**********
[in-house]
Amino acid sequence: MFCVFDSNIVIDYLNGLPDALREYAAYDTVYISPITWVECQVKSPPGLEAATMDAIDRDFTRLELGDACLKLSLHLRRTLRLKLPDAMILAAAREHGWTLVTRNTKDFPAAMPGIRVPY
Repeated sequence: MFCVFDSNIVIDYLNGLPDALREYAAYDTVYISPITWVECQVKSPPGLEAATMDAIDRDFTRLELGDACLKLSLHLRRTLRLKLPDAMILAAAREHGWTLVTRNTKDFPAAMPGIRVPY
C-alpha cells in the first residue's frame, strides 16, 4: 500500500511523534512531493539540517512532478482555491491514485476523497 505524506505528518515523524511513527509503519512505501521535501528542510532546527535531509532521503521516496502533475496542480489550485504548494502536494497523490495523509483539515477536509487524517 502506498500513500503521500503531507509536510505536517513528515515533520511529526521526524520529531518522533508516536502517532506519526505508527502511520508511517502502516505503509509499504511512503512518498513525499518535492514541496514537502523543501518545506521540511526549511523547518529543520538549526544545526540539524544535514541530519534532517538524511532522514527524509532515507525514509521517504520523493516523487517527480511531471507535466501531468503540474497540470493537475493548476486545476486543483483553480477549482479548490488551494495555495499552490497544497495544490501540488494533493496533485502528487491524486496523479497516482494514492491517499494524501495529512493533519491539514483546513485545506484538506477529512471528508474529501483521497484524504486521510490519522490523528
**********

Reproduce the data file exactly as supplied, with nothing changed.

[in-house]
Amino acid sequence: MFCVFDSNIVIDYLNGLPDALREYAAYDTVYISPITWVECQVKSPPGLEAATMDAIDRDFTRLELGDACLKLSLHLRRTLRLKLPDAMILAAAREHGWTLVTRNTKDFPAAMPGIRVPY
Repeated sequence: MFCVFDSNIVIDYLNGLPDALREYAAYDTVYISPITWVECQVKSPPGLEAATMDAIDRDFTRLELGDACLKLSLHLRRTLRLKLPDAMILAAAREHGWTLVTRNTKDFPAAMPGIRVPY
C-alpha cells in the first residue's frame, strides 16, 4: 500500500511523534512531493539540517512532478482555491491514485476523497 505524506505528518515523524511513527509503519512505501521535501528542510532546527535531509532521503521516496502533475496542480489550485504548494502536494497523490495523509483539515477536509487524517 502506498500513500503521500503531507509536510505536517513528515515533520511529526521526524520529531518522533508516536502517532506519526505508527502511520508511517502502516505503509509499504511512503512518498513525499518535492514541496514537502523543501518545506521540511526549511523547518529543520538549526544545526540539524544535514541530519534532517538524511532522514527524509532515507525514509521517504520523493516523487517527480511531471507535466501531468503540474497540470493537475493548476486545476486543483483553480477549482479548490488551494495555495499552490497544497495544490501540488494533493496533485502528487491524486496523479497516482494514492491517499494524501495529512493533519491539514483546513485545506484538506477529512471528508474529501483521497484524504486521510490519522490523528